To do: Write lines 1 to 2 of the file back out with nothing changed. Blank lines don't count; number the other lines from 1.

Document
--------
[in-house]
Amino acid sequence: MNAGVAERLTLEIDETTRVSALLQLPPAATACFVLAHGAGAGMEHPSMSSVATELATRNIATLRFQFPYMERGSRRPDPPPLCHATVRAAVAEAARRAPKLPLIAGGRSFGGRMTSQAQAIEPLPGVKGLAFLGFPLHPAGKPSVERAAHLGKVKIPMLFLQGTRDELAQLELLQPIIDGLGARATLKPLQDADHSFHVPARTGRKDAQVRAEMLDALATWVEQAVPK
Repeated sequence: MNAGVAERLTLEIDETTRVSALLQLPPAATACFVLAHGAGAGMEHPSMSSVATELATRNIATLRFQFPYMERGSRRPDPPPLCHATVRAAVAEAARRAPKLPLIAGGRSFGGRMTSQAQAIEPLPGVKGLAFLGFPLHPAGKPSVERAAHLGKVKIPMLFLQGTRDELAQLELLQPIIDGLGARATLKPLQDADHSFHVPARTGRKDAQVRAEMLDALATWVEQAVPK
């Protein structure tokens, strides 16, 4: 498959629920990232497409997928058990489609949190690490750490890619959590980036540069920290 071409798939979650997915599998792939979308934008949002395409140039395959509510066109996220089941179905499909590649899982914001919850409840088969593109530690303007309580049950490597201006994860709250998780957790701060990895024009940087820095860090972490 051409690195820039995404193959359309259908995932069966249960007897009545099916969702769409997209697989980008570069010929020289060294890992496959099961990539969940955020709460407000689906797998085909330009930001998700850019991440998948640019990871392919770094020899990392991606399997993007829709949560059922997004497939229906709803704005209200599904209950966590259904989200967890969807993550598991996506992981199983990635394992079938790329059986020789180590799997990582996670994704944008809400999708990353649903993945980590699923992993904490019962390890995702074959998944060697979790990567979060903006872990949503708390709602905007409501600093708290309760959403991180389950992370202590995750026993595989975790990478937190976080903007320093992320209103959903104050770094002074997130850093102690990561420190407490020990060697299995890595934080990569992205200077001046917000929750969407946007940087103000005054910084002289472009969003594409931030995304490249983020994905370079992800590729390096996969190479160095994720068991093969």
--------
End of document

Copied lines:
[in-house]
Amino acid sequence: MNAGVAERLTLEIDETTRVSALLQLPPAATACFVLAHGAGAGMEHPSMSSVATELATRNIATLRFQFPYMERGSRRPDPPPLCHATVRAAVAEAARRAPKLPLIAGGRSFGGRMTSQAQAIEPLPGVKGLAFLGFPLHPAGKPSVERAAHLGKVKIPMLFLQGTRDELAQLELLQPIIDGLGARATLKPLQDADHSFHVPARTGRKDAQVRAEMLDALATWVEQAVPK